Inevitably, early on most of us have asked the question (usually in frustration) “Who has the time to get all of this done?”  Even some veteran “Social Media Pros” complain that there’s ‘not enough time to do the activities required to sustain influence within our associated communities while actually working.  Even those of us that are supposed to be providing solutions can perpetuate the perception problem that working in social media isn’t really work at all.  Fortunately, though, there are a plethora of existing and emerging tools that help ease the time burden associated with consistency.

For those of us that find a personal assistant to handle the administrative/research side of our ‘#Social Work’ anything but reality; utilizing those tools becomes almost a productivity imperative.  Personally, I’ve got a watchful eye on Social Media Content Management Systems such as BundlePost to help me not only schedule content for my applicable hash-tagged communities; but find the content on the net for me as well.  TweetAdder, Hootsuite, and TweetDeck have long held a place in my world for making Twitter Chats happen & managing 8-12 different Social Media identities.  Wordpress, Twitter, Facebook, & LinkedIn’s associated mobile applications have made it possible for me to be completely connected with my communities at all times; allowing for more ‘real-time’ responses & stable engagement levels.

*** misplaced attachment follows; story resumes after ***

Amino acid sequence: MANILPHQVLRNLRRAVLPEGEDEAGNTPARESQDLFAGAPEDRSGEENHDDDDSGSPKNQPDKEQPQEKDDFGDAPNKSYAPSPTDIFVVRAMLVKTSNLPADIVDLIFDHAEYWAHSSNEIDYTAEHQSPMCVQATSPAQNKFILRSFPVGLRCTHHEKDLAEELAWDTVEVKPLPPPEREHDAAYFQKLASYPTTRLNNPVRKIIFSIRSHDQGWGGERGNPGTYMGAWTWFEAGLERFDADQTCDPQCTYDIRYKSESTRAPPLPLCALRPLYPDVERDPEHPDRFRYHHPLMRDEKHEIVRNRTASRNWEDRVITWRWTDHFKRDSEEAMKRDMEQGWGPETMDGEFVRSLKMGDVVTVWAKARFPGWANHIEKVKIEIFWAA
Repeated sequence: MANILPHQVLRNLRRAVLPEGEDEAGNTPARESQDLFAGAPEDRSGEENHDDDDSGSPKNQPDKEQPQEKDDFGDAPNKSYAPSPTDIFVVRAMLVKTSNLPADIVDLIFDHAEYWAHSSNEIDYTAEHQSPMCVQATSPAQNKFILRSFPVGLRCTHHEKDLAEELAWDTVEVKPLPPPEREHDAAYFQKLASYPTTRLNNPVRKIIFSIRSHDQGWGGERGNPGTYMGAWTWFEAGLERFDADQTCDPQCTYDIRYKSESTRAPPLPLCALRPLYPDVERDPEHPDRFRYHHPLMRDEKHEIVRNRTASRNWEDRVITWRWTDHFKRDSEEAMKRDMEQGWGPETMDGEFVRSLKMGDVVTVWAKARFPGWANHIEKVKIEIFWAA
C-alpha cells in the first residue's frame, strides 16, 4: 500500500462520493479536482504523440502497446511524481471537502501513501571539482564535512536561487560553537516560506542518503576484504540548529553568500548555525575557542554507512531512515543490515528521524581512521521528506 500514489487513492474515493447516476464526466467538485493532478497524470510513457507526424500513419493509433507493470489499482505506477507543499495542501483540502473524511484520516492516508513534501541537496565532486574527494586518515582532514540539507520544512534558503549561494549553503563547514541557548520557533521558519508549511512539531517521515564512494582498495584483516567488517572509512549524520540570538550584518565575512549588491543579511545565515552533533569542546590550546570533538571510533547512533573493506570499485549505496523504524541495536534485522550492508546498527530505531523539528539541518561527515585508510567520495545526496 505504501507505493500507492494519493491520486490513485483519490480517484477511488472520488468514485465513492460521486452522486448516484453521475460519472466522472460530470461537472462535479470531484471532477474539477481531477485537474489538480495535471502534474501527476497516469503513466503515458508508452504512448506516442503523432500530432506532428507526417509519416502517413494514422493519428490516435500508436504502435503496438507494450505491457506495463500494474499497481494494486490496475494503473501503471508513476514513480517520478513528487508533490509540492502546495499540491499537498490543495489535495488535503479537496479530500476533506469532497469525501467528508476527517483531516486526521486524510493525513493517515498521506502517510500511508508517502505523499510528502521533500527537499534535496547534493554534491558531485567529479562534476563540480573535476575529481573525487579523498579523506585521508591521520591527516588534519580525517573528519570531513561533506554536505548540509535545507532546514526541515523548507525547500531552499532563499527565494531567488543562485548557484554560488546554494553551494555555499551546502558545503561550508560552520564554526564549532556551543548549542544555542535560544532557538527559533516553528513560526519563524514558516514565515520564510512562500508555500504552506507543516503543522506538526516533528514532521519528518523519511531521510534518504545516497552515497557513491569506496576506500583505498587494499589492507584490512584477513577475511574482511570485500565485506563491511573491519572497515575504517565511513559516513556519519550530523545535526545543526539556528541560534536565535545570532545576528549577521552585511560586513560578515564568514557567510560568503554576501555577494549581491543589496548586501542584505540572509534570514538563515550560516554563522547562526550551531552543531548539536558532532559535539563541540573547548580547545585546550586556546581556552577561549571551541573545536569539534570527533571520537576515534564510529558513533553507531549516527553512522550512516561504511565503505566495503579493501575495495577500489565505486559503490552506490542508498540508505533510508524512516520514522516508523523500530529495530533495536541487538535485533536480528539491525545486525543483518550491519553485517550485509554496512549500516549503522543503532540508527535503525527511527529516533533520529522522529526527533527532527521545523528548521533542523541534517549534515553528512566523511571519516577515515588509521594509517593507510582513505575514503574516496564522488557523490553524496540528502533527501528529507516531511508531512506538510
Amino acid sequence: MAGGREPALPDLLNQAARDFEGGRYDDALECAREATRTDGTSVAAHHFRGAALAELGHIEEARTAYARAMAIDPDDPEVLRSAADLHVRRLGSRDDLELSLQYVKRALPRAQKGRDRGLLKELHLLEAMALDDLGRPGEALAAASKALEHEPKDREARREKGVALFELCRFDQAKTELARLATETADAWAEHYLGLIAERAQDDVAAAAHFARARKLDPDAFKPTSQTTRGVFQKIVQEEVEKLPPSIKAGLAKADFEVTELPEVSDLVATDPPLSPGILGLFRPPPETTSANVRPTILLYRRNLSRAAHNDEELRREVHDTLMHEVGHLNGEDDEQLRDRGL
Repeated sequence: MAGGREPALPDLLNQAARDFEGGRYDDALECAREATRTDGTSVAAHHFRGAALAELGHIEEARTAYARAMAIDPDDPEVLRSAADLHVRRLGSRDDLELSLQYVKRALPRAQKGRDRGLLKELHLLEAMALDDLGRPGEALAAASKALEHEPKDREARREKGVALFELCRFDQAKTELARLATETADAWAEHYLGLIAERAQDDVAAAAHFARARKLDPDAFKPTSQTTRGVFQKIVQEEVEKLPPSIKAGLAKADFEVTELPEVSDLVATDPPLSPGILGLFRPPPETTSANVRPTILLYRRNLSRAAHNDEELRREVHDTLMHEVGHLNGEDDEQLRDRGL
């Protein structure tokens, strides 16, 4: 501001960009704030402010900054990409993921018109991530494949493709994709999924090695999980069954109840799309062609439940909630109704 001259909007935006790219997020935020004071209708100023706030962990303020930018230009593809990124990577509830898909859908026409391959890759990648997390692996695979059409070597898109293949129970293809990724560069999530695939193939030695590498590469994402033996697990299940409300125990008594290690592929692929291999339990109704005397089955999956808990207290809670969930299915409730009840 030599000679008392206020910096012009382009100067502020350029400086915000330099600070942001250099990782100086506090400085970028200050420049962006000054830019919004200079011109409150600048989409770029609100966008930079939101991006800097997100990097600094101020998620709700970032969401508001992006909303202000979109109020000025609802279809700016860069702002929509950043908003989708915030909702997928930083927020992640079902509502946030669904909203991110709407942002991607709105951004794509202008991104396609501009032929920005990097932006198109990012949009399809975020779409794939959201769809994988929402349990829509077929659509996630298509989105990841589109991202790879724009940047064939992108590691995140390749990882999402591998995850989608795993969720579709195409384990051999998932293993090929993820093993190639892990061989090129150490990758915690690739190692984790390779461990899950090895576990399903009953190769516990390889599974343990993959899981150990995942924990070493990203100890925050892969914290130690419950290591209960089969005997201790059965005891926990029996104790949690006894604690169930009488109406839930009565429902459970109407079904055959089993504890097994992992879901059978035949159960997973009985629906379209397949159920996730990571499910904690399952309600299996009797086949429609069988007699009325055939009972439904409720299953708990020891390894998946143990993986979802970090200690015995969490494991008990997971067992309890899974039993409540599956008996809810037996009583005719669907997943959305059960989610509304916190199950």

For many like myself, we then have to take those online conversations offline & handle traditional ‘old school’ recruitment responsibilities of evaluating, matching, and recruitment life-cycle management.  That, in and of itself, is a full-time job for many.  When you add in the aforementioned?  It’s about 10-12 hours a day of real, focused work; if the stars align & we’re really lucky. In a sense, I guess we ARE lucky in that most of the Social professionals I know are truly passionate about the work they do – which helps the massive amounts of it seem a little less overwhelming.

But make no mistake, it’s not playtime – Social Media professionals have to work … and unlike many others, ours never really turns off.  #nowyouknow

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3 Comments on “Just Because it’s Social Media, Doesn’t Mean it’s “Playtime””

  1. Susan Avello 03/05/2012 at 10:01 am #

    Reblogged this on HR Virtual Cafe.

  2. Mallie Dein 03/05/2012 at 10:10 am #

    Wonderful post. Thank you for voicing a concern and a cause for disgruntlement that touches so very many of us in the industry. Factoring in the time for research, learning our clients’ voices and more play such a huge role in the overall success of a social media strategy and campaign, yet we’re just playing or wasting time?

    • TheOneCrystal 03/05/2012 at 11:51 am #

      Thanks – yeah, that’s a common misconception & unfortunately, it’s one that many of us IN the field laughingly perpetuate… not realizing the harm it does for all of us. I was talking w/ an old boyfriend the other day & explaining my revenue streams for my firm w/ some new clients. His response was completely innocent, “You get all that for doing that FB stuff?”

      Yes… and no. The “FB stuff” is the end step to TONS of work done beforehand in marketing, psychology, public relations/communications, business partnering & HR. It’s just no one (or few) sees those steps. So, that’s our battle – educating business on the work behind making the end-step look seamless… like it IS playtime, perhaps?;)